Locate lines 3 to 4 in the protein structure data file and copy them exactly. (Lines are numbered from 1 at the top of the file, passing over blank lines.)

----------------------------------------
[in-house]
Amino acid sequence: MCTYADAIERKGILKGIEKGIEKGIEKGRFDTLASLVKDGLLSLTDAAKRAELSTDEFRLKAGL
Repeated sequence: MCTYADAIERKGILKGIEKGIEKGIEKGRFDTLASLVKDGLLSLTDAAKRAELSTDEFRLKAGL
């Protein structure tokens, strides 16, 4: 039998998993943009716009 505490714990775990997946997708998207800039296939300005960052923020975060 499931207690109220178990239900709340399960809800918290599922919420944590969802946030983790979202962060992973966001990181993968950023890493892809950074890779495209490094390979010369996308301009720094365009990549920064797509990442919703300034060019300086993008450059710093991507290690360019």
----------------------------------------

Repeated sequence: MCTYADAIERKGILKGIEKGIEKGIEKGRFDTLASLVKDGLLSLTDAAKRAELSTDEFRLKAGL
């Protein structure tokens, strides 16, 4: 039998998993943009716009 505490714990775990997946997708998207800039296939300005960052923020975060 499931207690109220178990239900709340399960809800918290599922919420944590969802946030983790979202962060992973966001990181993968950023890493892809950074890779495209490094390979010369996308301009720094365009990549920064797509990442919703300034060019300086993008450059710093991507290690360019």